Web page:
Here is why: Rodriguez was said to be blindsided by the severity of the punishment and is expected to base his appeal not on a proclamation of innocence but on a failure to receive due process. While he was taking drugs and beating tests (as the MLB investigation found), he assumed that as someone not previously in violation of the Joint Drug Prevention and Treatment Program, he was risking only a 50-game suspension, the penalty for a first-time offender. Such a suspension would have cost him $8.95 million this season.

Instead, MLB nailed Rodriguez not for failing a test but for "just cause" violations of the CBA as well as the joint drug agreement, an avenue that allows commissioner Bud Selig wide latitude in deciding discipline. A 211-game ban could effectively end Rodriguez's career (New York might much rather buy out the $64 million remaining on his contract for 2015, '16 and '17) and cost him $34.2 million. Rodriguez spent last weekend telling friends he was digging in for a long, earth-scorching fight that could lead to a courtroom battle.

As drug scofflaws Melky Cabrera and Bartolo Colon proved last year, you can use steroids and, upon serving the 50-game suspension, be richly rewarded with new contracts. But a one-year ban upon first offense, for instance, would alter the risk-reward math for players considering PED use.

There is one more lesson for ballplayers in the disgracing of Rodriguez: Drug-policy enforcement goes beyond testing by necessity and by agreement of the players. Rodriguez beat the tests for years. He became the focus of MLB investigators only because former Biogenesis employee and investor Porter Fischer handed over documents to the Miami New Times after he had a dispute over finances with clinic founder Anthony Bosch. MLB, often accused of looking the other way during the Steroid Era, was obligated to follow the trail. Had no evidence surfaced against Rodriguez, as was the case with Nationals pitcher Gio Gonzalez (whose name also appeared in Biogenesis documents), Rodriguez would have had nothing to worry about.

Instead, the trail led to a trove of information, including direct communications between Rodriguez and Bosch, according to a source familiar with the evidence. The union is no longer in the business of protecting drug cheats. It also has signed off on a policy that includes not only the most rigorous testing in American professional sports but also investigative powers that put union members at risk of discipline even without a failed test.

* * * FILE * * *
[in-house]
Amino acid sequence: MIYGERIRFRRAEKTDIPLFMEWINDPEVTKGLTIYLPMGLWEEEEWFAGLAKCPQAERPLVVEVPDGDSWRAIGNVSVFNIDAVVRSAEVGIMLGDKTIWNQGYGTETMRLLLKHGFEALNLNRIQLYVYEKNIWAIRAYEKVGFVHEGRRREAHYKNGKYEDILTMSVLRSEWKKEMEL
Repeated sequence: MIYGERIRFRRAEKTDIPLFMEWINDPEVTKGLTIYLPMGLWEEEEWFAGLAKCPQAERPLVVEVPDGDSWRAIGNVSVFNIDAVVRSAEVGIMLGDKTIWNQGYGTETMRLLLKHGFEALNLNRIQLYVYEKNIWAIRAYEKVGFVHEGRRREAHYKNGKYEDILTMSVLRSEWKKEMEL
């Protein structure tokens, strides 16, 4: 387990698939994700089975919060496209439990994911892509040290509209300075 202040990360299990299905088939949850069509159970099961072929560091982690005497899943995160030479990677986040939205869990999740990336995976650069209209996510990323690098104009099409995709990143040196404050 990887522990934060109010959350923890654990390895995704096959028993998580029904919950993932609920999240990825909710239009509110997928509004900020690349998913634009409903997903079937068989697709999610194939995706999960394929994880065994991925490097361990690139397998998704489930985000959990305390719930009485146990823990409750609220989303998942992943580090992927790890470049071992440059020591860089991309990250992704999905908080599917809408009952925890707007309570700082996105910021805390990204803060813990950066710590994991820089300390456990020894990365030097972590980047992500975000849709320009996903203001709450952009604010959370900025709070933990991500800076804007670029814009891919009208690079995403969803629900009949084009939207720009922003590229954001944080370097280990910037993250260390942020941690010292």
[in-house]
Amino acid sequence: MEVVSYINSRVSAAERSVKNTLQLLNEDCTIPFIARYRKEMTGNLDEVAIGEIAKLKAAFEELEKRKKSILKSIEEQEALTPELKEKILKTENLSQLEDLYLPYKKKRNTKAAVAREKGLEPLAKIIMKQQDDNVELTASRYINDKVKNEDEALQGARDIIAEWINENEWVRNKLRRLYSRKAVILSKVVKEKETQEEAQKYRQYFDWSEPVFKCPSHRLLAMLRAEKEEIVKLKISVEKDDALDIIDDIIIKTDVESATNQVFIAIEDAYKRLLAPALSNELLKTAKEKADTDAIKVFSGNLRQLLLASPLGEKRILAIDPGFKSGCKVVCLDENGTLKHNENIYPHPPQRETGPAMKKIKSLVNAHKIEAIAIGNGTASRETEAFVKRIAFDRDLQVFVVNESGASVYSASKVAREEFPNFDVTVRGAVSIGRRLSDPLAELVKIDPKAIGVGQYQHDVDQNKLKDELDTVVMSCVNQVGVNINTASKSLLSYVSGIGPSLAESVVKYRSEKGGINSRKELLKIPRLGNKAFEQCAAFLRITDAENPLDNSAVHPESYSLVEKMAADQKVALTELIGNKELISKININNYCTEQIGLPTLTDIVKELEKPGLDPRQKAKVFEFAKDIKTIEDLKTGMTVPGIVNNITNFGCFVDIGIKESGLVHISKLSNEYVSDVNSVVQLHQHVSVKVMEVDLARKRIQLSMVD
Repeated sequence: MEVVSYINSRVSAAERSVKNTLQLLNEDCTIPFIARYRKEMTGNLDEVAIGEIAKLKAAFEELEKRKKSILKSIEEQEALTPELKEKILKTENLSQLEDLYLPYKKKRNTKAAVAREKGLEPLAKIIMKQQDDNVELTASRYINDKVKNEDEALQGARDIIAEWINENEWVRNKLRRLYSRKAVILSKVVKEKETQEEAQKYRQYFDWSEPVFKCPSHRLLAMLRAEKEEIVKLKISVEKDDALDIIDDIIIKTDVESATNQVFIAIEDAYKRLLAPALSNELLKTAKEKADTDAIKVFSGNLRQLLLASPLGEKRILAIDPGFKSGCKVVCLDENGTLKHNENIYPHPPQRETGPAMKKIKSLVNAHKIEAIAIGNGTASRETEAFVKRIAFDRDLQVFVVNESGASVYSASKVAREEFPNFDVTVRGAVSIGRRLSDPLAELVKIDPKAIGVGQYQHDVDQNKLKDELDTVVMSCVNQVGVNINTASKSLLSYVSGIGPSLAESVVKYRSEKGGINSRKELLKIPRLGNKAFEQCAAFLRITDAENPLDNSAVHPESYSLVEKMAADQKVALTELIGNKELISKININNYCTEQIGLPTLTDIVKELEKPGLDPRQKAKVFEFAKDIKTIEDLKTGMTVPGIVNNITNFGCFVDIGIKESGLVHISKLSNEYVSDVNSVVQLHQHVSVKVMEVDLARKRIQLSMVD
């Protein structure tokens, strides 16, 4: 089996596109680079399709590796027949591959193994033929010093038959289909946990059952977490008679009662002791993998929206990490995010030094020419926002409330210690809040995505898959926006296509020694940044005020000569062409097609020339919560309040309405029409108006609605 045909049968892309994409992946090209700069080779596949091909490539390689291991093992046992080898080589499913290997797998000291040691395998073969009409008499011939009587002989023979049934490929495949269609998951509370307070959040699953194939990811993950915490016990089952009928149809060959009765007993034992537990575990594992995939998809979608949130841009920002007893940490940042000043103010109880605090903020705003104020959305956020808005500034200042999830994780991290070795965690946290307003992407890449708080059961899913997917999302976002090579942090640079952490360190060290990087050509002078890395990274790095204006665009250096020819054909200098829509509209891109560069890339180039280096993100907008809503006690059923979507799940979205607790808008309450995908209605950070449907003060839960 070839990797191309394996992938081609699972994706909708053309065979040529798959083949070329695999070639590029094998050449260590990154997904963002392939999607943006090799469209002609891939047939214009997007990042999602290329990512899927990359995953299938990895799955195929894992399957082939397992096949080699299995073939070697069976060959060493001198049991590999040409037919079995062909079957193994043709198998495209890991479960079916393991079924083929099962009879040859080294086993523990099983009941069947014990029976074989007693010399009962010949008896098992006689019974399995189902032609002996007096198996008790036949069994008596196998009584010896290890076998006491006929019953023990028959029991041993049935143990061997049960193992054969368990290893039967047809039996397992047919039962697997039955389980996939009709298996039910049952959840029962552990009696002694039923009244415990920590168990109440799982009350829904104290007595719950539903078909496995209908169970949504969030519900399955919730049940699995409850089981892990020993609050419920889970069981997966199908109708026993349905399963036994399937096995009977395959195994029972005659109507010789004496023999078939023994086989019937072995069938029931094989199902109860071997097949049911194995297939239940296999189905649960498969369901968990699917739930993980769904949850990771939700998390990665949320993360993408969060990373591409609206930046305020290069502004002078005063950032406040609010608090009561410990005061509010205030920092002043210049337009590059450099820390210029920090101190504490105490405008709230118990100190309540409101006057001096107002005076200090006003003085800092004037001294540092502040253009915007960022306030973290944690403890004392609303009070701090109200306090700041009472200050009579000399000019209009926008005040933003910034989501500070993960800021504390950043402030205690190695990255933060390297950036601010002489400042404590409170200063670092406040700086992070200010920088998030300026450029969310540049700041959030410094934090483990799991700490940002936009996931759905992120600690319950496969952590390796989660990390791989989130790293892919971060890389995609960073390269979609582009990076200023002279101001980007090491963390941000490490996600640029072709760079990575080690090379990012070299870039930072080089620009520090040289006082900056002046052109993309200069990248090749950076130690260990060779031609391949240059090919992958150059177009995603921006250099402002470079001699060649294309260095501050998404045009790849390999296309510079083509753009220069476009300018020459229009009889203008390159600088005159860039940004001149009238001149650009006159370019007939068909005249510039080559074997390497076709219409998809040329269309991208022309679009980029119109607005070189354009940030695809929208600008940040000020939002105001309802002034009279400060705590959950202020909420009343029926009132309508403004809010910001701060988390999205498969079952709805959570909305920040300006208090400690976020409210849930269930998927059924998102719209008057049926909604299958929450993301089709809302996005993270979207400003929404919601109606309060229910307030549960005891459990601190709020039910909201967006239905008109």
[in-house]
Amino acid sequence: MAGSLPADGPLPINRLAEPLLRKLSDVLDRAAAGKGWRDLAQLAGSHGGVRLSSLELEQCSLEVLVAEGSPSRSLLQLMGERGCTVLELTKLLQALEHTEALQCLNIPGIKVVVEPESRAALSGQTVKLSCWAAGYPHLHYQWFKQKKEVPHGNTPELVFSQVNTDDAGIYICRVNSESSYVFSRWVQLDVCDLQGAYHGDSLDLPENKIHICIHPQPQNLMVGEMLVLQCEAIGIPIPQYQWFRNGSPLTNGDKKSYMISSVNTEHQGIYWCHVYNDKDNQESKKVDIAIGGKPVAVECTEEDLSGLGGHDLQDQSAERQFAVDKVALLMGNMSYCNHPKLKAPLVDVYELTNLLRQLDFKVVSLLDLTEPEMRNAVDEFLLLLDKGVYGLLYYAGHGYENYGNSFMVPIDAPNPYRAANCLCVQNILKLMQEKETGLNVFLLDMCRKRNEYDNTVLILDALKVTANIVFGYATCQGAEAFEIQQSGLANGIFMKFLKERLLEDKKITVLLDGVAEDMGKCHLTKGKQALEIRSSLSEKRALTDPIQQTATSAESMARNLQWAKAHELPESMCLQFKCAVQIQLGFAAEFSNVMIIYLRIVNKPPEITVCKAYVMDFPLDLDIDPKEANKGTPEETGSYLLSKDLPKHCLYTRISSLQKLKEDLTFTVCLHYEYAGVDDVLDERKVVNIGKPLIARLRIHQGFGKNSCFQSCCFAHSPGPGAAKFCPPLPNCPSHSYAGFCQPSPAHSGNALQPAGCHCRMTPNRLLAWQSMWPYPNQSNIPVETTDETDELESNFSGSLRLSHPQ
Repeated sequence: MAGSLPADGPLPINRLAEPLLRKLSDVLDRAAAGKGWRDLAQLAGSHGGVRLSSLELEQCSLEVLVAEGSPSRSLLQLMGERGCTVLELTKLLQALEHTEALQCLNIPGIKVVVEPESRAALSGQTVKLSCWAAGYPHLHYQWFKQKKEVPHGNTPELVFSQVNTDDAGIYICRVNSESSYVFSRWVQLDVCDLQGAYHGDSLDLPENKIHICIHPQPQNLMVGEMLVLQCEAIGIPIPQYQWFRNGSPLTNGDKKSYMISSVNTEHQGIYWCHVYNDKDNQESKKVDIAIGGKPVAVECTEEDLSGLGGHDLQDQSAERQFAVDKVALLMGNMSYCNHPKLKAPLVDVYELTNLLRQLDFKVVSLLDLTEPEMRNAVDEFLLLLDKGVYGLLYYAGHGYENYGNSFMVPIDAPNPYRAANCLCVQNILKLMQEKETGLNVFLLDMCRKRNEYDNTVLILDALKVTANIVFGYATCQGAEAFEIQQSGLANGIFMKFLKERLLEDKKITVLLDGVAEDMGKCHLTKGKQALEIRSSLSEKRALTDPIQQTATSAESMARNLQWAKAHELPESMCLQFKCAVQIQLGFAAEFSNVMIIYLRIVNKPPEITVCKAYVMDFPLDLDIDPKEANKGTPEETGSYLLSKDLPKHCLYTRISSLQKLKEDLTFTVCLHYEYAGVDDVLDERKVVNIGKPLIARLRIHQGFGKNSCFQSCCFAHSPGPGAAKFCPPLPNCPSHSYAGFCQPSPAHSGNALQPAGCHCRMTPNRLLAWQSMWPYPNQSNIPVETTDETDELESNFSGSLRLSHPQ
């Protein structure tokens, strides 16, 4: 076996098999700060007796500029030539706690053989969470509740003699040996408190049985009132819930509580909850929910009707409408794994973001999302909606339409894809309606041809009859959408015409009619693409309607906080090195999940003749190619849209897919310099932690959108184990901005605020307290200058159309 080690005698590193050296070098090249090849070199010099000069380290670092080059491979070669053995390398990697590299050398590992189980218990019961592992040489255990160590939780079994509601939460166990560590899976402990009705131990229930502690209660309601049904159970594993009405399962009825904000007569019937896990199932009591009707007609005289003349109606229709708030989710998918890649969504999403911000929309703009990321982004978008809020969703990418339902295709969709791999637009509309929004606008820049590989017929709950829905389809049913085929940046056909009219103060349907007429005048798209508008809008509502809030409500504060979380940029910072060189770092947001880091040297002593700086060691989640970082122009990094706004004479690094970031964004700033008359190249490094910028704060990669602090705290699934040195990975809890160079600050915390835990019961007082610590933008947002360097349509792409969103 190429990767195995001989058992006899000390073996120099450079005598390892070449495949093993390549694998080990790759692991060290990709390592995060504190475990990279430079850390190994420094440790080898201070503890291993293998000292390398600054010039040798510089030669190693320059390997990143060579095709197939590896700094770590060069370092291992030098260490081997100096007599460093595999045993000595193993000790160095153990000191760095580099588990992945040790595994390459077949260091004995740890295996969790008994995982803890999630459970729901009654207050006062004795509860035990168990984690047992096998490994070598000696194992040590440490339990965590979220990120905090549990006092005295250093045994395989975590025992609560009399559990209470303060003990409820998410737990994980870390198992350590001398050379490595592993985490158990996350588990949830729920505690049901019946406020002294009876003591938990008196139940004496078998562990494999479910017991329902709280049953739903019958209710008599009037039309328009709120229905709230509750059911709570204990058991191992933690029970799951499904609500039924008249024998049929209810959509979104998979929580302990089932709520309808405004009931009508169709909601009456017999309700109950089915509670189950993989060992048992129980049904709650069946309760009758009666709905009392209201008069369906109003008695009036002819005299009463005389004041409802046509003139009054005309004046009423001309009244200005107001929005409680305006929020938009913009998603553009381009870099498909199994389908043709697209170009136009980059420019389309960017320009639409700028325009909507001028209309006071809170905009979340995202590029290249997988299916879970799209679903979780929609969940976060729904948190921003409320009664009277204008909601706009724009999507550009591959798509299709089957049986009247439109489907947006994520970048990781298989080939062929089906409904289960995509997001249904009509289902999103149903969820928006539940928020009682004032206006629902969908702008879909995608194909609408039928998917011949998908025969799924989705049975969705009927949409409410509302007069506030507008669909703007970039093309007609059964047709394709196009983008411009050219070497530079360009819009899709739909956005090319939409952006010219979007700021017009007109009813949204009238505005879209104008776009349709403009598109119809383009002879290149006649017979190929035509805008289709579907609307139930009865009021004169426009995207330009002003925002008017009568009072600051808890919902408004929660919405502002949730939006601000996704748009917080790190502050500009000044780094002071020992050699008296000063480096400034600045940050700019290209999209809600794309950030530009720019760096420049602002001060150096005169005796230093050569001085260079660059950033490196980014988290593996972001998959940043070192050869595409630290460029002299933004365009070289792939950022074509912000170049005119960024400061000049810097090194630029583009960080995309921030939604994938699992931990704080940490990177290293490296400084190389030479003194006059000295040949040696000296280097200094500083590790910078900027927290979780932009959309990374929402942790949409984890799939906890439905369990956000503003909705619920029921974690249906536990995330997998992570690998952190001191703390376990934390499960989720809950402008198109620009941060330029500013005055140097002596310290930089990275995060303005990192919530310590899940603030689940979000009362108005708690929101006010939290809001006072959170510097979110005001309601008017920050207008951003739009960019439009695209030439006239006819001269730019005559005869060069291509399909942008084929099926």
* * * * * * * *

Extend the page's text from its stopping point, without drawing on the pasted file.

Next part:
Rodriguez isn't even the first player subject to such rigorous investigation and the commissioner's latitude on discipline. Last month, also in connection to the Biogenesis scandal, Brewers leftfielder Ryan Braun was banned for 65 games for violations of the joint drug agreement and the CBA. Braun accepted the punishment without appeal, and the union fairly greeted the news with a standing ovation. "I am deeply gratified ..." was how Weiner began his prepared statement.

A new era has dawned. Drug cheats are subject to harsh discipline even without a positive test, and the union is applauding. It is a new era Rodriguez is unwilling to accept.

What the players want more than ever is a clean, even playing field.

P. 16

MLB Overreach

P. 18

Suspension Impacts

P. 20

Free-Speech Issues

P. 22

Extra Mustard

P. 26

Faces in the Crowd

P. 29

Dan Patrick Bill Parcells



Cruz's decision not to appeal his suspension was a mild surprise and leaves the Rangers without their second-best hitter, after Adrian Beltre. Manny Ramirez (hitting .267 in Triple A) won't be the answer. Texas may have to make a waiver deal (for Alex Rios?) or risk fading in the AL West.


The Tigers acquired infielder Jose Iglesias at the trade deadline in anticipation of Peralta's absence. Because Iglesias is so much better defensively than Peralta and Detroit's pitching staff induces so many grounders, the suspension may turn out to help more than it hurts.


One of the mystery names that dropped when MLB announced penalties on Monday, Bastardo has been a top lefthanded reliever since 2011—3.12 ERA, 32% strikeout rate. Losing him hurts the Phillies, but they were done for 2013 even with Bastardo in their bullpen.